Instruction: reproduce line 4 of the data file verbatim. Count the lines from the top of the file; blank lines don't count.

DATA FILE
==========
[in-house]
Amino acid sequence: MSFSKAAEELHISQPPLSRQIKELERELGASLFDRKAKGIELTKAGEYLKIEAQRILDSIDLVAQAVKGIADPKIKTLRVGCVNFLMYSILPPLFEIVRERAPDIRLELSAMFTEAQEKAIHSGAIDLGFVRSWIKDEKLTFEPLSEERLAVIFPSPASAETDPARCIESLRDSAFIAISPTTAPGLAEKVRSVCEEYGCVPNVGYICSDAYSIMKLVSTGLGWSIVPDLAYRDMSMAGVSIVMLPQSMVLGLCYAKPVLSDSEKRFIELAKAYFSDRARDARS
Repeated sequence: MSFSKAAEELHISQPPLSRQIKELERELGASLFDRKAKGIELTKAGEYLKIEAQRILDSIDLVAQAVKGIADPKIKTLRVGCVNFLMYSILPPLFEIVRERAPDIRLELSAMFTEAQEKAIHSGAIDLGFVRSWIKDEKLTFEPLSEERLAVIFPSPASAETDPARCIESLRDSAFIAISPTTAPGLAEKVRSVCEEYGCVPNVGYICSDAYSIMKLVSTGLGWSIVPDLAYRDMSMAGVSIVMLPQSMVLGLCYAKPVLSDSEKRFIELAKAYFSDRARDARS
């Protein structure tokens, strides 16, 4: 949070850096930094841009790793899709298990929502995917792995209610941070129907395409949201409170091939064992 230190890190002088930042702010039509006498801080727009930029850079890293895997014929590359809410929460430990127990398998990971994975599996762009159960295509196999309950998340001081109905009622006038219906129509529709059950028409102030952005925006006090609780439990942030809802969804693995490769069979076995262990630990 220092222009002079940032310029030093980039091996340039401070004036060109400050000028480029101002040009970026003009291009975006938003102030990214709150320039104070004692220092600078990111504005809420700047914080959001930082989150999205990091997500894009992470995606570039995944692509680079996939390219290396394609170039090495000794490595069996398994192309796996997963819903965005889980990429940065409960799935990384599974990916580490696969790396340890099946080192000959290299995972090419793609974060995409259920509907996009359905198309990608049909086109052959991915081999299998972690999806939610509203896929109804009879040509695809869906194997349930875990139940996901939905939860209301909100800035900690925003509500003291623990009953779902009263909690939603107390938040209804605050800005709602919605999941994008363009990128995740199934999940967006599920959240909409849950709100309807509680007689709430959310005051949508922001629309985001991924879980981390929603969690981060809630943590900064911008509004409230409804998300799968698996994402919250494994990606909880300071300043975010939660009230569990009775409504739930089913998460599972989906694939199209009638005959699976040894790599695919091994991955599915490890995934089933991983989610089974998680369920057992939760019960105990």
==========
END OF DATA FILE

């Protein structure tokens, strides 16, 4: 949070850096930094841009790793899709298990929502995917792995209610941070129907395409949201409170091939064992 230190890190002088930042702010039509006498801080727009930029850079890293895997014929590359809410929460430990127990398998990971994975599996762009159960295509196999309950998340001081109905009622006038219906129509529709059950028409102030952005925006006090609780439990942030809802969804693995490769069979076995262990630990 220092222009002079940032310029030093980039091996340039401070004036060109400050000028480029101002040009970026003009291009975006938003102030990214709150320039104070004692220092600078990111504005809420700047914080959001930082989150999205990091997500894009992470995606570039995944692509680079996939390219290396394609170039090495000794490595069996398994192309796996997963819903965005889980990429940065409960799935990384599974990916580490696969790396340890099946080192000959290299995972090419793609974060995409259920509907996009359905198309990608049909086109052959991915081999299998972690999806939610509203896929109804009879040509695809869906194997349930875990139940996901939905939860209301909100800035900690925003509500003291623990009953779902009263909690939603107390938040209804605050800005709602919605999941994008363009990128995740199934999940967006599920959240909409849950709100309807509680007689709430959310005051949508922001629309985001991924879980981390929603969690981060809630943590900064911008509004409230409804998300799968698996994402919250494994990606909880300071300043975010939660009230569990009775409504739930089913998460599972989906694939199209009638005959699976040894790599695919091994991955599915490890995934089933991983989610089974998680369920057992939760019960105990």